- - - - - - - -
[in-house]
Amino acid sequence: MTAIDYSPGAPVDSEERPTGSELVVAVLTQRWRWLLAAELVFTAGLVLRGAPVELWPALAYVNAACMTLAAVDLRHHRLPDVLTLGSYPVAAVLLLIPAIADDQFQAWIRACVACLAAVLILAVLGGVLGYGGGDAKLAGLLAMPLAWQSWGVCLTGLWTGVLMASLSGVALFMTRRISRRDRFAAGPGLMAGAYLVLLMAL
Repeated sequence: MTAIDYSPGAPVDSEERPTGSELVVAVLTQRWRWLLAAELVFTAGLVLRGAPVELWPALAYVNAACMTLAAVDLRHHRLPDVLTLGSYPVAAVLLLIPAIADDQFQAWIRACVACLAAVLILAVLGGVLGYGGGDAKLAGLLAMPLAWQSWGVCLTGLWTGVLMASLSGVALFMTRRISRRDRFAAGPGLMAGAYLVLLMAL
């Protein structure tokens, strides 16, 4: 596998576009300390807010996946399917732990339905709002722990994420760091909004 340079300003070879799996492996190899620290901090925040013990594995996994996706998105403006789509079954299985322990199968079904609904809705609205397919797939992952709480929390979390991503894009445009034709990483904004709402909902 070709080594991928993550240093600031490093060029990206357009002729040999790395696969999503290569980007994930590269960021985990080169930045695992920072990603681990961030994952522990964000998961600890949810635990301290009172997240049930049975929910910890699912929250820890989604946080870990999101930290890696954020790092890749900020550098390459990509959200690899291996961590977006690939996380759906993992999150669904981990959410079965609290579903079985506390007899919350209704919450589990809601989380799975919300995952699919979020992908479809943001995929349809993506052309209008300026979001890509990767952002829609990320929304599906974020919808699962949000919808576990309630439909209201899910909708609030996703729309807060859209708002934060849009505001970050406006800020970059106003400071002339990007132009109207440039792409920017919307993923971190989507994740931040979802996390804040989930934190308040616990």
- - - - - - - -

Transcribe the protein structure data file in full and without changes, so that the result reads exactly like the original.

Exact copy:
[in-house]
Amino acid sequence: MTAIDYSPGAPVDSEERPTGSELVVAVLTQRWRWLLAAELVFTAGLVLRGAPVELWPALAYVNAACMTLAAVDLRHHRLPDVLTLGSYPVAAVLLLIPAIADDQFQAWIRACVACLAAVLILAVLGGVLGYGGGDAKLAGLLAMPLAWQSWGVCLTGLWTGVLMASLSGVALFMTRRISRRDRFAAGPGLMAGAYLVLLMAL
Repeated sequence: MTAIDYSPGAPVDSEERPTGSELVVAVLTQRWRWLLAAELVFTAGLVLRGAPVELWPALAYVNAACMTLAAVDLRHHRLPDVLTLGSYPVAAVLLLIPAIADDQFQAWIRACVACLAAVLILAVLGGVLGYGGGDAKLAGLLAMPLAWQSWGVCLTGLWTGVLMASLSGVALFMTRRISRRDRFAAGPGLMAGAYLVLLMAL
């Protein structure tokens, strides 16, 4: 596998576009300390807010996946399917732990339905709002722990994420760091909004 340079300003070879799996492996190899620290901090925040013990594995996994996706998105403006789509079954299985322990199968079904609904809705609205397919797939992952709480929390979390991503894009445009034709990483904004709402909902 070709080594991928993550240093600031490093060029990206357009002729040999790395696969999503290569980007994930590269960021985990080169930045695992920072990603681990961030994952522990964000998961600890949810635990301290009172997240049930049975929910910890699912929250820890989604946080870990999101930290890696954020790092890749900020550098390459990509959200690899291996961590977006690939996380759906993992999150669904981990959410079965609290579903079985506390007899919350209704919450589990809601989380799975919300995952699919979020992908479809943001995929349809993506052309209008300026979001890509990767952002829609990320929304599906974020919808699962949000919808576990309630439909209201899910909708609030996703729309807060859209708002934060849009505001970050406006800020970059106003400071002339990007132009109207440039792409920017919307993923971190989507994740931040979802996390804040989930934190308040616990």